Of course, 4:00 came too soon.  But we had a shuttle to catch that left the hotel at 5:05, and we needed to be down in the lobby before that.  Most runners had to park at the finish line (at the OC Fair) and get shuttled to the start line (at Fashion Island) for the point-to-point race.  Of course, this led to lots of traffic on the freeway. Because we were staying at one of the sponsored hotels (the Hilton Costa Mesa), we had a shuttle take us straight to the start line.  This was good, except that our driver got lost!  It was a bit frustrating to be circling around in the dark as the minutes to race start counted down...but eventually he found the start area and we got off.  We hit the port-o-potty line immediately, which was good as the line moved soooo slowly.  We then met up with my friend Mihael, got in our corral, and were on our way!

Overall, I thought the course was pretty, but definitely not what I was expecting.  I was under the impression that the run would be coastal, like Long Beach and Surf City were; however, that was not the case.  There were not too many ocean views.  We ran by the Newport Harbor, saw some amazing homes and yachts, and ran by the Upper Newport Bay  Estuary Reserve.  It seemed the majority of the run was through local neighborhoods.  The weather was great; overcast the entire time, without a hint of the sun.  It did get a bit warm for a bit, but overall a cool breeze made it perfect running weather.

The halfway point: 6.6 miles
I can't imagine how much it costs to live here!

Although there was plenty of course support (and the aid stations didn't run out of water or cups, as far as I knew----bravo!) I was disappointed that there was no entertainment.  I love it when there is a little course entertainment, whether it's a band or a local cheerleading squad.  However, the local residents were great!  Many neighborhoods were out in full force.  Lots of kids, still wearing pajamas, lined the streets giving runners high-fives (I tried to high-five every single one!).  Some kids had hoses to run through; I ran to one group of girls with squirt bottles and asked them to squirt water in my hands (I had had a Gu incident where my Gu exploded on me, and my hands were sticky.)   Handmade signs were great to read.  I really appreciated the great support in those neighborhoods!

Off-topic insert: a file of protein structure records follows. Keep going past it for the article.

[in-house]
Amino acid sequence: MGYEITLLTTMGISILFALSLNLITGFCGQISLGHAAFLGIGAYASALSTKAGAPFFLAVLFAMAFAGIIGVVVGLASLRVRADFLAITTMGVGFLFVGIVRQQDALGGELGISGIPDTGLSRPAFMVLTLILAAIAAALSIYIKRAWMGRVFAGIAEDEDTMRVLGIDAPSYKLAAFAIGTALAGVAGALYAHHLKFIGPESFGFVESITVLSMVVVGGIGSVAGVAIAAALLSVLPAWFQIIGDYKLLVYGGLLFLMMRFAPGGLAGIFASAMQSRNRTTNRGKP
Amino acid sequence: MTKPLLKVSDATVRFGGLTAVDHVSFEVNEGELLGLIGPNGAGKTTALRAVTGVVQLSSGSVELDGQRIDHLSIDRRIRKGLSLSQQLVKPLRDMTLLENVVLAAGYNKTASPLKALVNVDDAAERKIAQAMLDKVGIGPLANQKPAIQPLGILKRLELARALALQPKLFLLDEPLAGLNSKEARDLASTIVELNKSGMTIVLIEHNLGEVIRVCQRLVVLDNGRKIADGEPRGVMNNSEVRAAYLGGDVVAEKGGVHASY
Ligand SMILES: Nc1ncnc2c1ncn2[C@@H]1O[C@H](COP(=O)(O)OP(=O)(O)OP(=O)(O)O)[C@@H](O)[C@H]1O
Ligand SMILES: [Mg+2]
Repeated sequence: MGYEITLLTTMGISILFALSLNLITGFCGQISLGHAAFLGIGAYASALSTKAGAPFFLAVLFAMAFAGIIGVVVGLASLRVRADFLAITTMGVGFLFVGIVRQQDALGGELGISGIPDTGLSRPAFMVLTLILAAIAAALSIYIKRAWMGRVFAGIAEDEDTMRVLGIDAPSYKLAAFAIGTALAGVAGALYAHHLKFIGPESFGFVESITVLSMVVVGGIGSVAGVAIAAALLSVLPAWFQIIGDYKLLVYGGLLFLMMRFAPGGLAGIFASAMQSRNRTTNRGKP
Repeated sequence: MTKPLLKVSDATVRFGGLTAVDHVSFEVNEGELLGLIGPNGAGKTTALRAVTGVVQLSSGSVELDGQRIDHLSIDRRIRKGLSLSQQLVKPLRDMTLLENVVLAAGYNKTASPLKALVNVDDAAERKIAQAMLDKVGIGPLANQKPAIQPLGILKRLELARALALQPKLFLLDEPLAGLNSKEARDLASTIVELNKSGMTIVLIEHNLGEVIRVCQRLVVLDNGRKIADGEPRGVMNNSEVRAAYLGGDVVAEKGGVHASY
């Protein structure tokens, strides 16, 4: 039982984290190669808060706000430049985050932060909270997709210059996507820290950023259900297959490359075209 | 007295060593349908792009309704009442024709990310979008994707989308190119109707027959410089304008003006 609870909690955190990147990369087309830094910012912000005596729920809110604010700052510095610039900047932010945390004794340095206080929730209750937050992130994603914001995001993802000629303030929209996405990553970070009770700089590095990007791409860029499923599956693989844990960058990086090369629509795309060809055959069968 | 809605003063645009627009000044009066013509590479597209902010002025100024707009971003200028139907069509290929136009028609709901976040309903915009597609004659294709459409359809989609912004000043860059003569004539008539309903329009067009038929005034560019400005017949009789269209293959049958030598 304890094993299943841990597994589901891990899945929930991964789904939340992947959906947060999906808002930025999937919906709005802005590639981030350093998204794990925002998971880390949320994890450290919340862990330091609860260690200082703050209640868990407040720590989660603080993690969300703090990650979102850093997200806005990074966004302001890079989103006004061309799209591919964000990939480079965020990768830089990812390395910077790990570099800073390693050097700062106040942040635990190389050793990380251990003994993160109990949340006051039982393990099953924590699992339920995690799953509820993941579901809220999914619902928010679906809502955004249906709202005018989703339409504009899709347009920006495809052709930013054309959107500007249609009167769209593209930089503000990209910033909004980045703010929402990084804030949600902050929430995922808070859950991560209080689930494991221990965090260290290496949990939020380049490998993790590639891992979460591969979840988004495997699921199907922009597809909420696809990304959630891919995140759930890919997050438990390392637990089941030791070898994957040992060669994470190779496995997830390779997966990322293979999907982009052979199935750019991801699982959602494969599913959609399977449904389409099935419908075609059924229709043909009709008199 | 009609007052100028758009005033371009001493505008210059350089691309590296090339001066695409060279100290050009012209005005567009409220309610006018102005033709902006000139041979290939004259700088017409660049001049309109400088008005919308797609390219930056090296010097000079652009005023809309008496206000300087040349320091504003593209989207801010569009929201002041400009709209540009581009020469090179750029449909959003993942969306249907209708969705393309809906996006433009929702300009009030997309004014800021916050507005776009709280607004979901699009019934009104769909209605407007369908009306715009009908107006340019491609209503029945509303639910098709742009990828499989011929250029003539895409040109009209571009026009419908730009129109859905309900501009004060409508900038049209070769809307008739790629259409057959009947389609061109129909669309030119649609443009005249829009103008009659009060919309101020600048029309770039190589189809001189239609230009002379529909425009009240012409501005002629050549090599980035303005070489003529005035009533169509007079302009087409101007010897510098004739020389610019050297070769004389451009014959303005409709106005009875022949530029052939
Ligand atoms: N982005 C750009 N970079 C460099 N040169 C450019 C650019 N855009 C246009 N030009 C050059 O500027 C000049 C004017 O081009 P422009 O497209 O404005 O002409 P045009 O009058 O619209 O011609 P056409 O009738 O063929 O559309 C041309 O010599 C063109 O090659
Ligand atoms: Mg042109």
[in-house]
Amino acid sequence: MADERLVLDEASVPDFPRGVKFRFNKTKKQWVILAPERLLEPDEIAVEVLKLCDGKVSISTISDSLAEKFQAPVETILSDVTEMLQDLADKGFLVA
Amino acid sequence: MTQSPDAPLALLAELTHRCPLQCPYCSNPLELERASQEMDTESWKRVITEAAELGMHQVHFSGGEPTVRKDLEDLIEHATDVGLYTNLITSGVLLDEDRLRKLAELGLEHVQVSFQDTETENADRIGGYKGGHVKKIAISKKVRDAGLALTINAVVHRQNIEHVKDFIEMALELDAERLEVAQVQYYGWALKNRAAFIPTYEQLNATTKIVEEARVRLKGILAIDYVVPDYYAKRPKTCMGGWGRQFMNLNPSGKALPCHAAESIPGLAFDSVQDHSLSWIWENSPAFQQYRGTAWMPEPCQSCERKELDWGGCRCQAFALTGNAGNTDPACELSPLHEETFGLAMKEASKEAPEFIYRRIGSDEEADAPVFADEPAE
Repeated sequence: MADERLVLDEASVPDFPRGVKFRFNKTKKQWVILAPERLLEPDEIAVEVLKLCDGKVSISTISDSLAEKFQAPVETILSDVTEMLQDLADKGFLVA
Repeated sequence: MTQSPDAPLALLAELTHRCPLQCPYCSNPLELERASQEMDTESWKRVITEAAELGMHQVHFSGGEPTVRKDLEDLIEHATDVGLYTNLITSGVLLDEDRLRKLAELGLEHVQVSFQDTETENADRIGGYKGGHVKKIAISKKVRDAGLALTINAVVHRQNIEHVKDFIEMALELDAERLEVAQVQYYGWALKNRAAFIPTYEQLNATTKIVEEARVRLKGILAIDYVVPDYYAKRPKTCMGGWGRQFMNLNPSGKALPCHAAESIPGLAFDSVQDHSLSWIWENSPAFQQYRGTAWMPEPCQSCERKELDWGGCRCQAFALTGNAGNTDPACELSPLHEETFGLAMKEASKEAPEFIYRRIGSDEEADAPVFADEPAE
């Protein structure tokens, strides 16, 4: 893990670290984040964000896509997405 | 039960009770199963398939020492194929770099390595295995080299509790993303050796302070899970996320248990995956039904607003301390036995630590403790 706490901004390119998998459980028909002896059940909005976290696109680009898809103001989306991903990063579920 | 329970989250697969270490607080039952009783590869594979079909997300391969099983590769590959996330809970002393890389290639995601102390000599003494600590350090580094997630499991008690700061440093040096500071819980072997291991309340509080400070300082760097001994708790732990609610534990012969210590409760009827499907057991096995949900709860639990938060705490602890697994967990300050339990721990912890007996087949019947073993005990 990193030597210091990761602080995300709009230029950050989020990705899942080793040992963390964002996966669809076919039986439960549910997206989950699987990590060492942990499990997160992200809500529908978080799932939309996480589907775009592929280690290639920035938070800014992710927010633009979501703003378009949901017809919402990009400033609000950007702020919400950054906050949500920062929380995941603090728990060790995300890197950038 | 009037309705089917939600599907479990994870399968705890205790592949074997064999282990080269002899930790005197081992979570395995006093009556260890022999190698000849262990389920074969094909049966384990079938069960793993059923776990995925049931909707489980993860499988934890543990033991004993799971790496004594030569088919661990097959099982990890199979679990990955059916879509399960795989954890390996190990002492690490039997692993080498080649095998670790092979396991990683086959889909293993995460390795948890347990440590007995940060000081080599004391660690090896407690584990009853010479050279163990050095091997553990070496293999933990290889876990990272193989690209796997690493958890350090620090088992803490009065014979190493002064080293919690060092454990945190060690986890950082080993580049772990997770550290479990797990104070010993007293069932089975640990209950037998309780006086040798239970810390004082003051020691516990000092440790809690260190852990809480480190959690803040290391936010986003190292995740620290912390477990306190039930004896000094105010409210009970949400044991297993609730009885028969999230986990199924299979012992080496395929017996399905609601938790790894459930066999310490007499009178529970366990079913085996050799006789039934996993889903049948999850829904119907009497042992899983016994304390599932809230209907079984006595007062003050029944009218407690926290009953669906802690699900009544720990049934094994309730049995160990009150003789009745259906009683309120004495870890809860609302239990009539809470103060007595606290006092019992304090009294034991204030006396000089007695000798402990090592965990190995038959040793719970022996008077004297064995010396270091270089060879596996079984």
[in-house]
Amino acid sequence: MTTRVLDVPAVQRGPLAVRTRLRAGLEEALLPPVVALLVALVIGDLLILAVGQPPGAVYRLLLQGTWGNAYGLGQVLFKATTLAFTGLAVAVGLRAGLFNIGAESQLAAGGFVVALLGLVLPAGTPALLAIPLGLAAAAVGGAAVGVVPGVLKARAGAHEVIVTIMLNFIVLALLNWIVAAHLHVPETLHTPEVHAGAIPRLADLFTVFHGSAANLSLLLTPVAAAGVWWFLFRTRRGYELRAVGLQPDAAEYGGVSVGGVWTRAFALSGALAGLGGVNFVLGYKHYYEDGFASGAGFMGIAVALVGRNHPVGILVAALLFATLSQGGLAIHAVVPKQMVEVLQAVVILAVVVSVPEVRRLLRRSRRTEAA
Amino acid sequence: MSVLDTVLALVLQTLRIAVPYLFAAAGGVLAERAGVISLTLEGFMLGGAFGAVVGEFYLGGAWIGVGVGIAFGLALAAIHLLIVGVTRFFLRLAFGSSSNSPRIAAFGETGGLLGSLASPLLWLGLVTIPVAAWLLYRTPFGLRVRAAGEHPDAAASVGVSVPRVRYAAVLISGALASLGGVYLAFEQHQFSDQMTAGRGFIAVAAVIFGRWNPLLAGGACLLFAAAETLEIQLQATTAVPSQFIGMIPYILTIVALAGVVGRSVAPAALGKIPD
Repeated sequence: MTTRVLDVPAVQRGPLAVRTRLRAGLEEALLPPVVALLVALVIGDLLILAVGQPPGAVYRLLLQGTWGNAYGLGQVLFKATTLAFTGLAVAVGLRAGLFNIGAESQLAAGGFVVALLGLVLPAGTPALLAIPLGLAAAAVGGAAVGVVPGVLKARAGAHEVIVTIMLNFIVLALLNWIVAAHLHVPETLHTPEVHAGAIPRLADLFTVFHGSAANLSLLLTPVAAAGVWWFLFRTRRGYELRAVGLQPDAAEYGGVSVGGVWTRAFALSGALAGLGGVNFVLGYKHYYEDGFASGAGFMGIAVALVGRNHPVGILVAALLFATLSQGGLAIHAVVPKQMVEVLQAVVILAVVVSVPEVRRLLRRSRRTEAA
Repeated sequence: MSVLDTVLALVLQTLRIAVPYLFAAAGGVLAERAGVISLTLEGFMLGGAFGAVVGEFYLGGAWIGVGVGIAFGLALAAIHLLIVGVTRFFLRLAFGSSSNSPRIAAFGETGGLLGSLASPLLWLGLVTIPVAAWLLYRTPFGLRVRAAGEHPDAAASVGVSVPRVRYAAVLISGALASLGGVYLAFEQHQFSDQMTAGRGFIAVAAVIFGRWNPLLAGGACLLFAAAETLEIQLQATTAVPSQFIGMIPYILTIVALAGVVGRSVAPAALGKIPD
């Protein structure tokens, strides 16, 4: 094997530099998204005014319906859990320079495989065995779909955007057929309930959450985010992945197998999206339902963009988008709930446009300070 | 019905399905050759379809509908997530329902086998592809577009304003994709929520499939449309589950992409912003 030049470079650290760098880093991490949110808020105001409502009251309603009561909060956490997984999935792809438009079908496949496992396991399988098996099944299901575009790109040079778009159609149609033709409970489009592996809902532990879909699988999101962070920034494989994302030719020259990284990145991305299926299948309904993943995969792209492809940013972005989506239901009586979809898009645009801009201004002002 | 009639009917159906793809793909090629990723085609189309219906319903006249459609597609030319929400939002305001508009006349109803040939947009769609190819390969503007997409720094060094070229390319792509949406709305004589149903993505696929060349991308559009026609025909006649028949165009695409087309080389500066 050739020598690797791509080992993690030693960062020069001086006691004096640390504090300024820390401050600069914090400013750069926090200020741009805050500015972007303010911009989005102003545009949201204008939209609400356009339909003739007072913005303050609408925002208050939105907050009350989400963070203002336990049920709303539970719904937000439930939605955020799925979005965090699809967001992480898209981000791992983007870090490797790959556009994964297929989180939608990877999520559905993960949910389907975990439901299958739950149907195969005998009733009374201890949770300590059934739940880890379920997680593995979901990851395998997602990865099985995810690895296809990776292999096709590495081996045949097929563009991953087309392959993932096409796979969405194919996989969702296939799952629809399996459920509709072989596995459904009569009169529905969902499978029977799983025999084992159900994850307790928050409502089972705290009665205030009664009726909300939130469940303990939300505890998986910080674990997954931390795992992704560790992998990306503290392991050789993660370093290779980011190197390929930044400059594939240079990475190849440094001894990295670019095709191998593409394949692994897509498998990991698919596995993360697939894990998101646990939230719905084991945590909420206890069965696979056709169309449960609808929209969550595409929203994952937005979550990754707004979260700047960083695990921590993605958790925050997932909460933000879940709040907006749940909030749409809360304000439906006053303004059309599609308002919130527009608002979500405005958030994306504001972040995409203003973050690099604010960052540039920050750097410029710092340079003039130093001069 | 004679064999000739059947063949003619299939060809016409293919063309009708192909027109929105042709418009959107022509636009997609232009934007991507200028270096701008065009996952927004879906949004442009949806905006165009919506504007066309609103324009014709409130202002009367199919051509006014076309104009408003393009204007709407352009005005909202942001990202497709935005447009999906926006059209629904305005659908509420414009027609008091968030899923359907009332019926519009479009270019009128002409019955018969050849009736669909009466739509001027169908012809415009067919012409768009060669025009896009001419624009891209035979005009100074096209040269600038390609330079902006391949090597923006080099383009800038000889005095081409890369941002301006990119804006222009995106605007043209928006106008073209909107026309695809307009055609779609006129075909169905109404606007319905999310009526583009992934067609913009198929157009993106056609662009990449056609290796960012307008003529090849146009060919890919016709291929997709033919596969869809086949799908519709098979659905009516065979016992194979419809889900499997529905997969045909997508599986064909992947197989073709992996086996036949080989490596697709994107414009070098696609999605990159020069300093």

As for my running, the first 10 miles were great. I hadn't run in 2 weeks, due to injury and wanting to rest my feet, so it felt amazing to actually lace up my running shoes and run. I took walking breaks when I needed them. At mile 10, however, the pain in my left foot suddenly came back. It a sharp, shooting pain, just like 2 weeks ago, although it seemed to ebb and flow.  I spent the last 3 miles walking more than I wanted to, as I didn't want to risk further injury.  I was excited to finally cross the finish line, where I heard the announcer call out my name (that was cool!)  I finished in about 2:36, no PR for me, but certainly not my worst half marathon time. I was very pleased, especially considering how much I had to walk during the last 5k.

After I got my medal for the race and refreshments (like the other races in the series, they gave each runner a bag containing snacks, like a banana, cookies, etc, which I love!) I wandered over and got my HUGE and HEAVY Beach Cities Challenge medal. This medal combines elements from all three races (the Queen Mary for Long Beach, the surfboard for Surf City, and the wave for OC).  I then found my friends; Mihael drove us back to the hotel so we didn't have to deal with the shuttle again.  Getting out of the Fair parking lot took a while, but that was to be expected.

Rocking my new purple Team Sparkle skirt
Ready to add to my medal rack!
 All in all, I enjoyed the race, although of the three races in the Beach Cities Challenge this was my least favorite (Surf City ranked first with me, and Long Beach was second). It was well-organized, well supported, and a pretty course.  I'm glad I completed the challenge. Now, I need to figure out what's wrong with my foot, as I have Rock 'n' Roll San Diego in a month, and I'm in 70.3 training as well!

May 3, 2012

Downgraded Goals